Body Mechanics: The following pictures will help give you guidance about bending, squatting, and putting on shoes.
Post Pudendal Nerve Decompression Surgery:
The following examples will help you protect your surgery site. The examples are for an operation on the RIGHT leg.
Notice the hip does not bend more than 90 degrees tawards your chest. (90 degrees of HIP flexion)
3 - 8 Weeks Following Surgery
During this time frame progress is extremely variable between patients. Continue to listen to your body and do what is best for you.
Walking: Continue to increase walking as tolerated, avoiding steep hills. Walking is still the best exercise.
Exercise: Walking or gentle movements in the pool are fine if the incision is fully healed. NO hiking, bike riding, or strong stretching of the operated leg EVEN IF IT FEELS GREAT. It could potentially damage your surgery. (Remember the ligament that was reattached? THAT.) Your Physical Therapist can help provide more exercises as appropriate.
Sitting: You can slowly increase sitting on the surgery site. Continue using a cushion, it will be more comfortable. Try weight shifting initially. Meaning, sitting on the non-operated site, and then shifting to the operated side and putting 20% of your weight, then 40% of your weight, then 75% of your weight, etc. Work up to sitting more if tolerate. IF IT IS TOO PAINFUL TO SIT ON THE SURGERY AREA DO NOT DO IT. Everyone recovers at different rates. Listen to what is best for YOUR body.
Dressing: It is okay to gently start bending your hip a little bit more to get dressed.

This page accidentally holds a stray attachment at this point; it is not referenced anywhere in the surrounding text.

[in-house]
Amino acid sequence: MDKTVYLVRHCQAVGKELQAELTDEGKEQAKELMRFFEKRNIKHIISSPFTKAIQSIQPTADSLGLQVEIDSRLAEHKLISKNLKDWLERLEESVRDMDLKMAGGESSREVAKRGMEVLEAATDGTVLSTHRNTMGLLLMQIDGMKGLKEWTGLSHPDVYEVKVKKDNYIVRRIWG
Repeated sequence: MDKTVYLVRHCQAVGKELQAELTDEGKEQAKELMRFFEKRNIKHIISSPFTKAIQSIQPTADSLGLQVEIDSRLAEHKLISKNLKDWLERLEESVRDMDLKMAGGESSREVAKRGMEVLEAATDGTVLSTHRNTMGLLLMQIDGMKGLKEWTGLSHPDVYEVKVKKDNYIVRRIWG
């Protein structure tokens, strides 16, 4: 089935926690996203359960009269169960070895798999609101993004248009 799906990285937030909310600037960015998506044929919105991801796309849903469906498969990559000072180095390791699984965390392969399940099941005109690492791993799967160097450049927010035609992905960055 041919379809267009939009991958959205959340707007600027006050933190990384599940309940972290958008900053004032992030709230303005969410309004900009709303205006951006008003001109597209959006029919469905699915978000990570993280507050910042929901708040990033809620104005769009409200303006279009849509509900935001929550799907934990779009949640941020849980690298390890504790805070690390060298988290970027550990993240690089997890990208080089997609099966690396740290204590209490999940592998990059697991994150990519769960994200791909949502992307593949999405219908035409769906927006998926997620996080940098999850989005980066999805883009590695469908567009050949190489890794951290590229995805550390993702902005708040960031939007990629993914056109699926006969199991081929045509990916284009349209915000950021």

Example Home Exercise Program (HEP) for less than 2 months after surgery:
Exercises examples beyond 2 months
8 Weeks and On
At this point your surgery site should be healed. You may still have significant pain, so please continue progressing at your own pace. Begin Physical Therapy if you have not already. Progress sitting as tolerated with using a cushion. Take stairs normally if comfortable, starting with smaller steps.
Remember these are only guidelines.
Other general considerations following surgery: It is normal to experience increased symptoms at 6 months with maximum improvement noted at 18 months. Have you already scheduled your post op appointment with Dr. Hibner? This should be about 6 weeks after your surgery. How are you sleeping? Are you familiar with good sleep hygiene habits? How you sleep will affect your pain; if you are sleeping well you will have less pain! Are you working on your mind/body connection? Doing meditation, relaxation, yoga or other self care can help reduce your pain.
Please contact Dr. Hibner’s office or your Physical Therapist if you have any questions or concerns.